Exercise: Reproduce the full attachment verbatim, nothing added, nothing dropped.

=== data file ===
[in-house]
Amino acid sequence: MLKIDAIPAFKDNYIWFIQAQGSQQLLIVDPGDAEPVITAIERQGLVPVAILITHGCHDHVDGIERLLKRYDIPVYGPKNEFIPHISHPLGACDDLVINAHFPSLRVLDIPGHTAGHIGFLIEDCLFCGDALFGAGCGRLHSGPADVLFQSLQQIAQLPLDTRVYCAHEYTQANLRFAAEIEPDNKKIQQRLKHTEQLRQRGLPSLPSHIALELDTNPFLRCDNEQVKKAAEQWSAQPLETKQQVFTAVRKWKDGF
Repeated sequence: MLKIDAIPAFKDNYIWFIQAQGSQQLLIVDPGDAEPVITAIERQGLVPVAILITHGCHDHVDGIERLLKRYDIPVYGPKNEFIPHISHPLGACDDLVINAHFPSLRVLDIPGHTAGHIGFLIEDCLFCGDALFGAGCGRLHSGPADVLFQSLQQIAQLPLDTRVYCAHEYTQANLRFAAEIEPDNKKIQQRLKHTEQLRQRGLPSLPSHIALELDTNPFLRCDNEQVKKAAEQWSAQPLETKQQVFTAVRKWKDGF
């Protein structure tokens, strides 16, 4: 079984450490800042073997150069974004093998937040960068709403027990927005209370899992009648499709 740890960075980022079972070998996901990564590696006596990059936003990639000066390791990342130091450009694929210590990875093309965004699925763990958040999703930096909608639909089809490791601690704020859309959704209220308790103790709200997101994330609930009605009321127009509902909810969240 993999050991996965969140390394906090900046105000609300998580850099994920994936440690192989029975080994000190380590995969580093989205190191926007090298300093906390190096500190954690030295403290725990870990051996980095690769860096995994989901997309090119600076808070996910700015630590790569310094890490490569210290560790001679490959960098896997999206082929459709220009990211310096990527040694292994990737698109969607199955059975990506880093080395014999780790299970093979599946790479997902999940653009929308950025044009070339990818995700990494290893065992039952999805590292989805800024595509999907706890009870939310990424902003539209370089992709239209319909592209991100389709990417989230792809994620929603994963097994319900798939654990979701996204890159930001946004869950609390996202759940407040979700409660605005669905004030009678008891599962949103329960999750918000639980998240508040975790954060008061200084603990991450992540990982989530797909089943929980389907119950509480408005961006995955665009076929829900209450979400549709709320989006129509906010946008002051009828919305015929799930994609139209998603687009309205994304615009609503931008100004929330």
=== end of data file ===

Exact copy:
[in-house]
Amino acid sequence: MLKIDAIPAFKDNYIWFIQAQGSQQLLIVDPGDAEPVITAIERQGLVPVAILITHGCHDHVDGIERLLKRYDIPVYGPKNEFIPHISHPLGACDDLVINAHFPSLRVLDIPGHTAGHIGFLIEDCLFCGDALFGAGCGRLHSGPADVLFQSLQQIAQLPLDTRVYCAHEYTQANLRFAAEIEPDNKKIQQRLKHTEQLRQRGLPSLPSHIALELDTNPFLRCDNEQVKKAAEQWSAQPLETKQQVFTAVRKWKDGF
Repeated sequence: MLKIDAIPAFKDNYIWFIQAQGSQQLLIVDPGDAEPVITAIERQGLVPVAILITHGCHDHVDGIERLLKRYDIPVYGPKNEFIPHISHPLGACDDLVINAHFPSLRVLDIPGHTAGHIGFLIEDCLFCGDALFGAGCGRLHSGPADVLFQSLQQIAQLPLDTRVYCAHEYTQANLRFAAEIEPDNKKIQQRLKHTEQLRQRGLPSLPSHIALELDTNPFLRCDNEQVKKAAEQWSAQPLETKQQVFTAVRKWKDGF
């Protein structure tokens, strides 16, 4: 079984450490800042073997150069974004093998937040960068709403027990927005209370899992009648499709 740890960075980022079972070998996901990564590696006596990059936003990639000066390791990342130091450009694929210590990875093309965004699925763990958040999703930096909608639909089809490791601690704020859309959704209220308790103790709200997101994330609930009605009321127009509902909810969240 993999050991996965969140390394906090900046105000609300998580850099994920994936440690192989029975080994000190380590995969580093989205190191926007090298300093906390190096500190954690030295403290725990870990051996980095690769860096995994989901997309090119600076808070996910700015630590790569310094890490490569210290560790001679490959960098896997999206082929459709220009990211310096990527040694292994990737698109969607199955059975990506880093080395014999780790299970093979599946790479997902999940653009929308950025044009070339990818995700990494290893065992039952999805590292989805800024595509999907706890009870939310990424902003539209370089992709239209319909592209991100389709990417989230792809994620929603994963097994319900798939654990979701996204890159930001946004869950609390996202759940407040979700409660605005669905004030009678008891599962949103329960999750918000639980998240508040975790954060008061200084603990991450992540990982989530797909089943929980389907119950509480408005961006995955665009076929829900209450979400549709709320989006129509906010946008002051009828919305015929799930994609139209998603687009309205994304615009609503931008100004929330």